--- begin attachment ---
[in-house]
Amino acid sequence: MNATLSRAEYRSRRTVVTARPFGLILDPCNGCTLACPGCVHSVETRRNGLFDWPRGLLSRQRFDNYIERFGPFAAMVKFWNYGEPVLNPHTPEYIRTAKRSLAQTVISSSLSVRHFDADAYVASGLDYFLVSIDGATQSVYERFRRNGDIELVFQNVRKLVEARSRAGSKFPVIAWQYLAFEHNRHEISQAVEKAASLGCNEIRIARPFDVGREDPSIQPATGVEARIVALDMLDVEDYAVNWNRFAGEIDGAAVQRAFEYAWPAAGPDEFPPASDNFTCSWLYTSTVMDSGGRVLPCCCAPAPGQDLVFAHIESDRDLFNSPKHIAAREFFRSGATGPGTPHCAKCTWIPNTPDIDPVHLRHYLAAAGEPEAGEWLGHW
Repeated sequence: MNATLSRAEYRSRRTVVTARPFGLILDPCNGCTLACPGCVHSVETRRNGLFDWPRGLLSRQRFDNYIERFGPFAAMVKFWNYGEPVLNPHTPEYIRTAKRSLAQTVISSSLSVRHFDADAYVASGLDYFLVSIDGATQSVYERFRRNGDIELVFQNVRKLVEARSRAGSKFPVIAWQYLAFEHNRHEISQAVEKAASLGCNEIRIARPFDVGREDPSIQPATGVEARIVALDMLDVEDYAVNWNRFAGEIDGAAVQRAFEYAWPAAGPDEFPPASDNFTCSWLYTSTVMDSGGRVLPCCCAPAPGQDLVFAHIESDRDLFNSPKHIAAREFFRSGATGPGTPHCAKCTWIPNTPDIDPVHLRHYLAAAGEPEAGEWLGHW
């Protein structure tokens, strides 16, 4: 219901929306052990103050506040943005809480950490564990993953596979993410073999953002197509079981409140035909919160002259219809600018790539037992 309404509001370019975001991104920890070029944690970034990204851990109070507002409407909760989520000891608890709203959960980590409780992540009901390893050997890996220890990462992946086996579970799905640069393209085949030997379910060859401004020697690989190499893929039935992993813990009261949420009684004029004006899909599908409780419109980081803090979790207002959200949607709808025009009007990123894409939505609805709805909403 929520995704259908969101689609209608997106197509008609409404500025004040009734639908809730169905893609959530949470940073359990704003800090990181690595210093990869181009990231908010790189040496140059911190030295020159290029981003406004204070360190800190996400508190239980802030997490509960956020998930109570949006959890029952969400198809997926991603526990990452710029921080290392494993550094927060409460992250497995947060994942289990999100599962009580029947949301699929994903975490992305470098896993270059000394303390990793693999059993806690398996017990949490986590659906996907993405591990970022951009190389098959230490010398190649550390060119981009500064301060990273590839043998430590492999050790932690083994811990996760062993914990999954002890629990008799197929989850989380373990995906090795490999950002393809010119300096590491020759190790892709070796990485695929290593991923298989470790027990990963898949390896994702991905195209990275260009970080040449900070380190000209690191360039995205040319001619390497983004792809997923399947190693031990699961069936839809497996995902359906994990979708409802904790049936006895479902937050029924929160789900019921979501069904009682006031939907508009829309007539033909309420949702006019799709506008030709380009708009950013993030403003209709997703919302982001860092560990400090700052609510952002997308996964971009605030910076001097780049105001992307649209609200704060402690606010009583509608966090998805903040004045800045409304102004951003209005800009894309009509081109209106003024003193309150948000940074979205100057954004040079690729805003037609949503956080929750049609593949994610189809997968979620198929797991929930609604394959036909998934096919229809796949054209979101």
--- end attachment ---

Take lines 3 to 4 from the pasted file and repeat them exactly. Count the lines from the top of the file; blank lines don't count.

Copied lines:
Repeated sequence: MNATLSRAEYRSRRTVVTARPFGLILDPCNGCTLACPGCVHSVETRRNGLFDWPRGLLSRQRFDNYIERFGPFAAMVKFWNYGEPVLNPHTPEYIRTAKRSLAQTVISSSLSVRHFDADAYVASGLDYFLVSIDGATQSVYERFRRNGDIELVFQNVRKLVEARSRAGSKFPVIAWQYLAFEHNRHEISQAVEKAASLGCNEIRIARPFDVGREDPSIQPATGVEARIVALDMLDVEDYAVNWNRFAGEIDGAAVQRAFEYAWPAAGPDEFPPASDNFTCSWLYTSTVMDSGGRVLPCCCAPAPGQDLVFAHIESDRDLFNSPKHIAAREFFRSGATGPGTPHCAKCTWIPNTPDIDPVHLRHYLAAAGEPEAGEWLGHW
């Protein structure tokens, strides 16, 4: 219901929306052990103050506040943005809480950490564990993953596979993410073999953002197509079981409140035909919160002259219809600018790539037992 309404509001370019975001991104920890070029944690970034990204851990109070507002409407909760989520000891608890709203959960980590409780992540009901390893050997890996220890990462992946086996579970799905640069393209085949030997379910060859401004020697690989190499893929039935992993813990009261949420009684004029004006899909599908409780419109980081803090979790207002959200949607709808025009009007990123894409939505609805709805909403 929520995704259908969101689609209608997106197509008609409404500025004040009734639908809730169905893609959530949470940073359990704003800090990181690595210093990869181009990231908010790189040496140059911190030295020159290029981003406004204070360190800190996400508190239980802030997490509960956020998930109570949006959890029952969400198809997926991603526990990452710029921080290392494993550094927060409460992250497995947060994942289990999100599962009580029947949301699929994903975490992305470098896993270059000394303390990793693999059993806690398996017990949490986590659906996907993405591990970022951009190389098959230490010398190649550390060119981009500064301060990273590839043998430590492999050790932690083994811990996760062993914990999954002890629990008799197929989850989380373990995906090795490999950002393809010119300096590491020759190790892709070796990485695929290593991923298989470790027990990963898949390896994702991905195209990275260009970080040449900070380190000209690191360039995205040319001619390497983004792809997923399947190693031990699961069936839809497996995902359906994990979708409802904790049936006895479902937050029924929160789900019921979501069904009682006031939907508009829309007539033909309420949702006019799709506008030709380009708009950013993030403003209709997703919302982001860092560990400090700052609510952002997308996964971009605030910076001097780049105001992307649209609200704060402690606010009583509608966090998805903040004045800045409304102004951003209005800009894309009509081109209106003024003193309150948000940074979205100057954004040079690729805003037609949503956080929750049609593949994610189809997968979620198929797991929930609604394959036909998934096919229809796949054209979101």